Regardless of whether you finance the purchase or pay cash for a timeshare, you will be stuck paying maintenance fees and taxes on an ongoing basis. This can become a major burden if you are financially strapped. If you simply stop paying these fees, it can damage your credit and end up costing you money in the future.
Maintenance and Taxes
With most timeshare purchases, when you set them up you have to start making a monthly payment to the timeshare company. This monthly fee goes to pay for the maintenance and upkeep of the property. It also covers the annual property taxes that you have to pay for the timeshare unit. These fees can vary significantly from one property to the next. In many cases, you will have to pay hundreds of dollars per month for these costs.
If you decide not to pay your maintenance and tax fee to the timeshare company, the timeshare seller will eventually take action against you to collect the balance. Many times the company will sell your debt to a collection agency. The collection agency will then start contacting you to try to collect the balance you owe. The collection agency may try to call you on a reulgar and send letters until you start making payments again.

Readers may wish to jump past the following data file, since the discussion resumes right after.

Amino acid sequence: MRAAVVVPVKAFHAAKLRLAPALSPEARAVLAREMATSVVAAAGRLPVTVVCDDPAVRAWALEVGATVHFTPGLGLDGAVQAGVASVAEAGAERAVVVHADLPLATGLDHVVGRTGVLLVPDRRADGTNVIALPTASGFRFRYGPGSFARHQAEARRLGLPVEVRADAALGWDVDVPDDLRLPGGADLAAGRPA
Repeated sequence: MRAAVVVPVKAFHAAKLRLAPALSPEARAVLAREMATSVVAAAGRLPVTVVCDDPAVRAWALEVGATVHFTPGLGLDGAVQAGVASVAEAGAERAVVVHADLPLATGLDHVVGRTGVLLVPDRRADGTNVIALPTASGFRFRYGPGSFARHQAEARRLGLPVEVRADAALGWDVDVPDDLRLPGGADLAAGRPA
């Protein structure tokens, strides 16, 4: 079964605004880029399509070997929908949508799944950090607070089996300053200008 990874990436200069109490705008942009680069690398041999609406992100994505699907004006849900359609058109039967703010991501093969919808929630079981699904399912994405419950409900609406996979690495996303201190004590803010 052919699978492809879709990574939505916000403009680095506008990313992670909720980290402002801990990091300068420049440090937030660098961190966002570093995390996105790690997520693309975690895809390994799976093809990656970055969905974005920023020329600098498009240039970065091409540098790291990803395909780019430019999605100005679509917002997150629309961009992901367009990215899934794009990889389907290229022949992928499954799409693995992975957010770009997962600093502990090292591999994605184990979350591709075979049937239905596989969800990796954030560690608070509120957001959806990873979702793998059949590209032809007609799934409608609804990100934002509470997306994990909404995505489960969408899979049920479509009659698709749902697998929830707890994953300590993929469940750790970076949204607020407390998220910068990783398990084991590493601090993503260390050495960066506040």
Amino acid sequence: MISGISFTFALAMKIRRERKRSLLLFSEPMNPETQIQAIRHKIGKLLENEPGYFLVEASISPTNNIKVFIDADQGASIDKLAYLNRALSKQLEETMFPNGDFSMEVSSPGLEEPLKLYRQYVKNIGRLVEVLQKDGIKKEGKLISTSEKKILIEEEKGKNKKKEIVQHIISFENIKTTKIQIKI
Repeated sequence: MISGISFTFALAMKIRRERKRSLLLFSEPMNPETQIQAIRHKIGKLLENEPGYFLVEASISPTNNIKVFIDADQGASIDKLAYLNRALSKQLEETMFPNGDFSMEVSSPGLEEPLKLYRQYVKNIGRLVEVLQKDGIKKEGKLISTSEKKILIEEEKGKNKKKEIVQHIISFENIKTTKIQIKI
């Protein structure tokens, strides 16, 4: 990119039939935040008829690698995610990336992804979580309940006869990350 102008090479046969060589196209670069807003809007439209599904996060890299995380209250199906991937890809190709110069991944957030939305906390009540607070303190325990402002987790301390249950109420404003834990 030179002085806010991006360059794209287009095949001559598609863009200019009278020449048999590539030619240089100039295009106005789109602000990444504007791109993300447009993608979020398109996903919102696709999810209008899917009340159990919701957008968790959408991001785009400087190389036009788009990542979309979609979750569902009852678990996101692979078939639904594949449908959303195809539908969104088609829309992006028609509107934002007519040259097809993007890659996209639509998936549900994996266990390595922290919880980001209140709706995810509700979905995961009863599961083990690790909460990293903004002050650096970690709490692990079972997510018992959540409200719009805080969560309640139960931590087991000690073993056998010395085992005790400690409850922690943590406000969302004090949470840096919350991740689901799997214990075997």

When you start making your timeshare payments, the timeshare company or the collection agency may report this to the major credit bureaus. It will be reported as a default on a debt and will show up as negative information in your credit report. When this happens, it can lower your credit score and make it very difficult to obtain additional credit in the future. If you try to borrow money again in the future, you may have to pay a higher interest rate.
Walking away from your timeshare obligation can also come with some tax consequences, as the timeshare company will treat this as a foreclosure. This means that it could write off part of the money that you owe as bad debt. When this happens, the timeshare company can report this loss to the Internal Revenue Service. As a result, it will appear as if you benefited from a financial gain based on the debt that was cancelled. You can then be held responsible for the income tax associated with this financial gain.